So They Can
“Dorcas Wanjiru is ten years old and lives in Miti Mingi Children’s Village, which is a home for orphaned and vulnerable children in Kenya, under the care of So They Can. So They Can is a local organisation that works to end the poverty cycle in Kenya and Tanzania through the power of education.
Two weeks ago, Dorcas was diagnosed with a Cerebral Cyst. She was in need of urgent and life saving treatment. Public doctors are on strike in Kenya, so the only option is private treatment which is very expensive and not a cost So They Can had budgeted for. We knew that if Dorcas got this brain surgery within a few weeks, she could make a full recovery, but if she didn’t, there was a significant chance that she wouldn’t survive.
Personally, I am connected with Dorcas as a result of my mum being a founding member of So They Can, she is now the Country Director of Tanzania and Sponsorship Manager. I met Dorcas for the first time when I was ten. I instantly become so close with her and ever since she has been such an inspiration to me. I reached out to Mrs. Dickinson to ask if Loreto Kirribilli would be able to help us with the fundraising for Dorcas’s treatment and she, along with the rest of the school community, was so welcoming and supportive of the idea. As a school, we raised $1,653.85 for Dorcas, plus additional generous direct donations, in only one day. Thanks to Loreto Kirribilli and the rest of So They Can’s community, we were able to raise over the original goal of $25,000 within less than two weeks. Dorcas is currently at the Aga Kahn hospital in Nairobi and she has already had a preliminary operation as the pressure on her brain was causing her to lose her vision. The pressure was relieved and she is now regaining her vision and building up the strength to have her major operation hopefully in the next week. After this, we are still hopefully expecting she will make a full recovery, however there will be a substantial period of rehabilitation.
The support of the girls, not only through donations but also through their genuine care and concern for Dorcas, has been so appreciated. So They Can, Dorcas and myself are extremely thankful. It is so special for Dorcas that she is being supported by people on the other side of the world and her house mum, Mamma Maggie, tells us that Dorcas was even able to forge a smile when she was told of all the support that she has been receiving. Thank you to every one who donated. Your support has made a huge difference in allowing Dorcas to receive this life saving treatment and it has made her feel so special and loved during a very challenging time. To learn more about Dorcas’ process and the work of So They Can please visit here.”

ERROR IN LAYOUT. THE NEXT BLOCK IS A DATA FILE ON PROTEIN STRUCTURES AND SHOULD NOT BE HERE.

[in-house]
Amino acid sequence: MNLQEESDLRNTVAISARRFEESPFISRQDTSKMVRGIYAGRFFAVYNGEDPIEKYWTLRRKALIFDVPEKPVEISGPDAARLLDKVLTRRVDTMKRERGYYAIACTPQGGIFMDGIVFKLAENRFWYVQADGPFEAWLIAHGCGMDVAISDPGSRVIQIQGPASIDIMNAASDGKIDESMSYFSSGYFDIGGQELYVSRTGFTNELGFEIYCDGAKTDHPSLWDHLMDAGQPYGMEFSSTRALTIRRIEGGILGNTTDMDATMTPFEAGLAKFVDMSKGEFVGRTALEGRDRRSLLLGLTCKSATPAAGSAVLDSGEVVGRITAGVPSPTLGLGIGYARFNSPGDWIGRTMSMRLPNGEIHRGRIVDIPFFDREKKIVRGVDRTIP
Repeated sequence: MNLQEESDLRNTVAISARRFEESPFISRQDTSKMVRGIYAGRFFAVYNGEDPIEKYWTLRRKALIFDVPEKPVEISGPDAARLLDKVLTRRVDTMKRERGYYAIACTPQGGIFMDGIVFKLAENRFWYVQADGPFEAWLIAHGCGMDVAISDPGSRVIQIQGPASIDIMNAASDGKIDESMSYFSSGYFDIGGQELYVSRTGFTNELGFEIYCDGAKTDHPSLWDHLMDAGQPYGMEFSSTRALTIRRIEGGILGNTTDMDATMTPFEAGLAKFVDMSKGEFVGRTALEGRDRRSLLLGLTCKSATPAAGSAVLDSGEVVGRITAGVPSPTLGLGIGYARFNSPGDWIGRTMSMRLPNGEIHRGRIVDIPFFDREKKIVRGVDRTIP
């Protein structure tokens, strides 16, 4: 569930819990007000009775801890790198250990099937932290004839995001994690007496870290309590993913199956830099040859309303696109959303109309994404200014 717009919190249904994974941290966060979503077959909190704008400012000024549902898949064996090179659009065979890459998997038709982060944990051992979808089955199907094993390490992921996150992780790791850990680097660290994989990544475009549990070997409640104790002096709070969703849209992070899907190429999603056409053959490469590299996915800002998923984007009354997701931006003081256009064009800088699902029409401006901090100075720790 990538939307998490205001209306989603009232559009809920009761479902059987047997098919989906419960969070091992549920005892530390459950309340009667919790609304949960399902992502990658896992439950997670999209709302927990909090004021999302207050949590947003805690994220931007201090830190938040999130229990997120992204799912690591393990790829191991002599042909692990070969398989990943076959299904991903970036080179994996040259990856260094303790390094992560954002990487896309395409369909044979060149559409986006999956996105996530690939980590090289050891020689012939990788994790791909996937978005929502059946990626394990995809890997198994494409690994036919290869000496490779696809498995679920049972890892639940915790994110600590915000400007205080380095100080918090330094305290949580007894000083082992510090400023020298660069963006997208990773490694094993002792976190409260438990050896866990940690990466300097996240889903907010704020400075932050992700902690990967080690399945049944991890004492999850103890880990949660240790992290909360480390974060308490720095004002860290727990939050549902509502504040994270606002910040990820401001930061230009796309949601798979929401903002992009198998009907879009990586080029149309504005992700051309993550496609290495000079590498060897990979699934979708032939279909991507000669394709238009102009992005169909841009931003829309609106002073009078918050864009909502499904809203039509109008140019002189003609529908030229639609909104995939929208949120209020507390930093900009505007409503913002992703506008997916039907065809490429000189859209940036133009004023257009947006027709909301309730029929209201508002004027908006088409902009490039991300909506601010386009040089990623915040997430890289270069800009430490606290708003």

May we keep our Year 12 students in our thoughts and prayers during their Half-Yearly Exams and all Year 11 students as their Emmaus Retreat concludes, which included three days of service ministry, concludes.
International Women’s Day Breakfast & Justice Workshops
The following Year 10 students attended Monte Sant Angelo on Wednesday, 8 March for an International Women’s Day Breakfast and a day of justice workshops focusing on homelessness: Meg Abbott, Anna McDermott, India Rogers Liston, Evelyn O’Carroll, Sophie Jackson, Alejandra De Matteis, Madison Howse, Eloise Walker, Juliette Lee and Izabella Rizzo. The following are student reflections of the day.
“Ten Year 10 students attended the International Women’s Day breakfast on Wednesday, 8 March. Guest speakers included Judith Friedlander who is the founder of Food Faith and Dr Anita Ho-Baillie who specialises in sustainable research of solar devices. These presentations were inspiring and motivated us along with other schools to create a sustainable future for all of humanity. Our guest speakers talked about incorporating a faith life with science to connect us to Mother Nature as our generation is the first to become disconnected with our environment. These speakers not only inspired us to be proud to be women but a woman who makes a difference in the world. ‘The urgent challenge to protect our common home includes a concern to bring the whole human family together to seek a sustainable and integral development, for we know that things can change’ ‘Landato Si’ – Pope Francis.